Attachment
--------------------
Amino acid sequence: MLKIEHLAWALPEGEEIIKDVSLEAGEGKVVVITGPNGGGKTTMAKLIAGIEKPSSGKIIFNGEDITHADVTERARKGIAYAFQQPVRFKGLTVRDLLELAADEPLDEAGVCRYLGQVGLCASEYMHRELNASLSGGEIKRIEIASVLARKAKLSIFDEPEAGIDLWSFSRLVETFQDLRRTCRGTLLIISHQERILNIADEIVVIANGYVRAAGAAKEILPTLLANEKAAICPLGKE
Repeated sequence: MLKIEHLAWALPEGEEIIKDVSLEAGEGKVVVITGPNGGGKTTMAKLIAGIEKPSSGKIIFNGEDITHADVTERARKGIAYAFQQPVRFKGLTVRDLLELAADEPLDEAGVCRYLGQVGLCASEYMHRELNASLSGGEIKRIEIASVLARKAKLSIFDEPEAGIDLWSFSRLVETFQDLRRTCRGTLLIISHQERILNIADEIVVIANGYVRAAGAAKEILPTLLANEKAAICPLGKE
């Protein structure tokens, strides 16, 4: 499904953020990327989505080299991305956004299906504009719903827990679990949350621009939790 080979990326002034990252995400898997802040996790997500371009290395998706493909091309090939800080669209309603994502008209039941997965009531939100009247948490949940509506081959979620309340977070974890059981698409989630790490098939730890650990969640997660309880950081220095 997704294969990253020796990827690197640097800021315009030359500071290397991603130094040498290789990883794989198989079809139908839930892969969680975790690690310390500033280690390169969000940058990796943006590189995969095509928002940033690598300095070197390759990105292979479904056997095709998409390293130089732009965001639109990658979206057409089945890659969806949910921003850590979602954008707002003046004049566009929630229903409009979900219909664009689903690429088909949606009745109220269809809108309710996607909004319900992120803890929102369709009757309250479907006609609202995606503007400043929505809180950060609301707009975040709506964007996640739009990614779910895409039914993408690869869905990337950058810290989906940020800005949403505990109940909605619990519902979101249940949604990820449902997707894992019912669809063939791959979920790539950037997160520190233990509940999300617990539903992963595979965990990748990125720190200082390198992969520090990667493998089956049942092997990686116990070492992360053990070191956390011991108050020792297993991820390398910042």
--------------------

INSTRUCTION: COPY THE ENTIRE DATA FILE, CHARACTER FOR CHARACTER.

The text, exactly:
Amino acid sequence: MLKIEHLAWALPEGEEIIKDVSLEAGEGKVVVITGPNGGGKTTMAKLIAGIEKPSSGKIIFNGEDITHADVTERARKGIAYAFQQPVRFKGLTVRDLLELAADEPLDEAGVCRYLGQVGLCASEYMHRELNASLSGGEIKRIEIASVLARKAKLSIFDEPEAGIDLWSFSRLVETFQDLRRTCRGTLLIISHQERILNIADEIVVIANGYVRAAGAAKEILPTLLANEKAAICPLGKE
Repeated sequence: MLKIEHLAWALPEGEEIIKDVSLEAGEGKVVVITGPNGGGKTTMAKLIAGIEKPSSGKIIFNGEDITHADVTERARKGIAYAFQQPVRFKGLTVRDLLELAADEPLDEAGVCRYLGQVGLCASEYMHRELNASLSGGEIKRIEIASVLARKAKLSIFDEPEAGIDLWSFSRLVETFQDLRRTCRGTLLIISHQERILNIADEIVVIANGYVRAAGAAKEILPTLLANEKAAICPLGKE
């Protein structure tokens, strides 16, 4: 499904953020990327989505080299991305956004299906504009719903827990679990949350621009939790 080979990326002034990252995400898997802040996790997500371009290395998706493909091309090939800080669209309603994502008209039941997965009531939100009247948490949940509506081959979620309340977070974890059981698409989630790490098939730890650990969640997660309880950081220095 997704294969990253020796990827690197640097800021315009030359500071290397991603130094040498290789990883794989198989079809139908839930892969969680975790690690310390500033280690390169969000940058990796943006590189995969095509928002940033690598300095070197390759990105292979479904056997095709998409390293130089732009965001639109990658979206057409089945890659969806949910921003850590979602954008707002003046004049566009929630229903409009979900219909664009689903690429088909949606009745109220269809809108309710996607909004319900992120803890929102369709009757309250479907006609609202995606503007400043929505809180950060609301707009975040709506964007996640739009990614779910895409039914993408690869869905990337950058810290989906940020800005949403505990109940909605619990519902979101249940949604990820449902997707894992019912669809063939791959979920790539950037997160520190233990509940999300617990539903992963595979965990990748990125720190200082390198992969520090990667493998089956049942092997990686116990070492992360053990070191956390011991108050020792297993991820390398910042």